The IRS argued that the gifts to the wives were really additional gifts to the husbands and subject to the gift tax because the taxpayer’s will stated that, if one of her sons predeceased her, the surviving spouse would not receive any shares. The Tax Court agreed. According to the court, the transfers to the wives were all part of a prearranged plan to obtain additional annual gift tax exclusions for the taxpayer. ( Estate of Marie A. Bies v. Commissioner, TC Memo 2000-338).

Accountant’s Advice Is Reasonable Cause for Late Payment

Taxpayers who do not pay their taxes on time are subject to a mandatory penalty for late payment of taxes unless they can prove the failure was due to “reasonable cause” not to “willful neglect.” Reasonable cause means a taxpayer exercised ordinary business care and prudence in attempting to pay a tax liability, but either was unable to pay or would suffer an undue hardship if he or she paid on time. Willful neglect is reckless indifference or an intentional failure to pay.

In a recent case, a taxpayer redeemed his interests in two limited partnerships. Since he had not received any K-1 forms, he extended his due date from April 15 to October 15. In the past both partnerships had generated substantial losses. However, in the current year, one of the partnership losses was recaptured, resulting in a substantial long-term capital gain for the taxpayer. But the taxpayer made no estimated tax payments because his accountant told him the unforeseen tax liability could be offset by credits and loss carryforwards. Immediately before the October 15 deadline, however, the taxpayer was informed that the other partnership had also generated a gain for the year in question, and therefore he still would owe taxes.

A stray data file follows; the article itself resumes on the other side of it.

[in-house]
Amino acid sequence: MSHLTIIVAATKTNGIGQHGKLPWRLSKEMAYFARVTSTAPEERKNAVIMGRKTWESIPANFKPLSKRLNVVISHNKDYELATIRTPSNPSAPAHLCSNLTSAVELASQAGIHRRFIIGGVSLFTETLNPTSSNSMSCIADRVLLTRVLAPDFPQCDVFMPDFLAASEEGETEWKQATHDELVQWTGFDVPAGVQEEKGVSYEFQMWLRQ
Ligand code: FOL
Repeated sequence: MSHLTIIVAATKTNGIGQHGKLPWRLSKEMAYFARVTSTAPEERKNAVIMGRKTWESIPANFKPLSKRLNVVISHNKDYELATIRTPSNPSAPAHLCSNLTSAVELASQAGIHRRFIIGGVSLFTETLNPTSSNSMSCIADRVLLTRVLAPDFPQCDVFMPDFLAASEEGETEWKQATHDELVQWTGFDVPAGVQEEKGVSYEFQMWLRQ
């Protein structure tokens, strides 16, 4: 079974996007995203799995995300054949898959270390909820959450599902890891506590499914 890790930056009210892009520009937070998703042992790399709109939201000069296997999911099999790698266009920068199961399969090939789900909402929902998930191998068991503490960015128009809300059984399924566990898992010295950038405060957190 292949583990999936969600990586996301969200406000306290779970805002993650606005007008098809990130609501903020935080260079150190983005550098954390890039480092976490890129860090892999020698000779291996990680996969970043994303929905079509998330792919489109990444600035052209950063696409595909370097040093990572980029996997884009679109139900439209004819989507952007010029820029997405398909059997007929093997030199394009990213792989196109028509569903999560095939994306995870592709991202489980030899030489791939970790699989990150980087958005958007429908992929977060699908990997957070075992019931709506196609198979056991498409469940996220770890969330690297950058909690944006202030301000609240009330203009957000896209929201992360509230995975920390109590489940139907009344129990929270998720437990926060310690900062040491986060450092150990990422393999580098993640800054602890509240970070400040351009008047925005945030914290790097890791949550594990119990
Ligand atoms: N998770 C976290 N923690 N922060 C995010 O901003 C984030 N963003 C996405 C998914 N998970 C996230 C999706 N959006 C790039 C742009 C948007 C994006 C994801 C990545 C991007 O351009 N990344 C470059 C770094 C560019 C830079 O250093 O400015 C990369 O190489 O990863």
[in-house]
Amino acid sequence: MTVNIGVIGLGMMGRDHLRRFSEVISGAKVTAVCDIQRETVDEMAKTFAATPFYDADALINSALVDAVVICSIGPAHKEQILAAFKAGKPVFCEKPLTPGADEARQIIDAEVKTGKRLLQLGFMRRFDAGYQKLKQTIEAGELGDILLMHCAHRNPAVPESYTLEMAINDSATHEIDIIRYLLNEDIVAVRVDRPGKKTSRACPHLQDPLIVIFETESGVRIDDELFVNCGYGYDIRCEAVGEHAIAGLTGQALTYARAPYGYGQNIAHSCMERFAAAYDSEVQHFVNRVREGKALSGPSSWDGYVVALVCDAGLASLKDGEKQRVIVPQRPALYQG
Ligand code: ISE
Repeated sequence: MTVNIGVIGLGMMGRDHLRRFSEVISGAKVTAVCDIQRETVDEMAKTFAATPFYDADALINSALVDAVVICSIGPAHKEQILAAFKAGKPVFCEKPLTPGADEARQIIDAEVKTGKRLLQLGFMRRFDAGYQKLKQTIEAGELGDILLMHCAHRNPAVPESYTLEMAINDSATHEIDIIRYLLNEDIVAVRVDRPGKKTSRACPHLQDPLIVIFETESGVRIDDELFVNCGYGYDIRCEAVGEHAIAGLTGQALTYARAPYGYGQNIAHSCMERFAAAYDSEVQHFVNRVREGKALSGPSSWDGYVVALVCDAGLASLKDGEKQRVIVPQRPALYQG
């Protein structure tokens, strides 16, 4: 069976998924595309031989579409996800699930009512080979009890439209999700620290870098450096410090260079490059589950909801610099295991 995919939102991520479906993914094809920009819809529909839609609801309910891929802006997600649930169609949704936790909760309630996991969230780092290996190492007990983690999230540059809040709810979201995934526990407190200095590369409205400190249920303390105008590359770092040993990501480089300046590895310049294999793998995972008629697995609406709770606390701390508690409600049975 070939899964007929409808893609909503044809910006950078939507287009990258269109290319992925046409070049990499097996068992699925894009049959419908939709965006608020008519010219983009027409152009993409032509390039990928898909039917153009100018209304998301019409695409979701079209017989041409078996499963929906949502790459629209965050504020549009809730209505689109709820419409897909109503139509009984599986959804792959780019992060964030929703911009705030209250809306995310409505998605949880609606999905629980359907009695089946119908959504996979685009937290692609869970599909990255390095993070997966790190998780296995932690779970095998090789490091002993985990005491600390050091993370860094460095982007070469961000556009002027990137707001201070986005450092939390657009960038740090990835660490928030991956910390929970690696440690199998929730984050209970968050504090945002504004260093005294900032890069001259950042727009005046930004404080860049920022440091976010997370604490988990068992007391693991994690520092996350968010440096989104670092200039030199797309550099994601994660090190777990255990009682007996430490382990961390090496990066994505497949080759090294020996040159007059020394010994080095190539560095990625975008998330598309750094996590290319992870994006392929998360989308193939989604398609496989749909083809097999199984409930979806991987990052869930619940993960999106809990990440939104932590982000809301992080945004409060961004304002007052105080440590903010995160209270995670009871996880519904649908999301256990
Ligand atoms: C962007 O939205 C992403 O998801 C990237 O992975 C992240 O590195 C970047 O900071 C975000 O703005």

When October 15 arrived, the taxpayer had no liquid assets. A recent divorce had left him cash poor and unable to pay his taxes. He attempted to obtain a bank loan, but the collateral requirements delayed the issuance of the funds.

The IRS assessed a late payment penalty but a district court found his reliance on the accountant’s advice was reasonable cause for not paying ( Broker v. United States, ED PA (10-26-2000)).

Floor Installer Must Use Accrual Method

A taxpayer owned and operated an S corporation that installed floors. The corporation considered itself to be a service provider and purchased the flooring materials for specific jobs as an accommodation for customers. Therefore, it used the cash method of accounting to prepare its federal income tax return because it did not consider the flooring materials on hand at the end of the year to be inventory. However, the IRS considered the materials merchandise and, thus, inventory held by the taxpayer. Under IRC section 446, businesses with inventory must use the accrual accounting method, and therefore, the IRS required the corporation to use the accrual not the cash method of accounting.

The Tax Court agreed with the taxpayer, holding that it was not in the business of selling flooring materials. According to the court, the corporation was a service provider and the flooring materials were an indispensable and inseparable part of rendering those services ( Edward G. Smith v. Commissioner, TC Memo 2000-353).

—Michael Lynch, Esq., professor of tax accounting at
Bryant College, Smithfield, Rhode Island.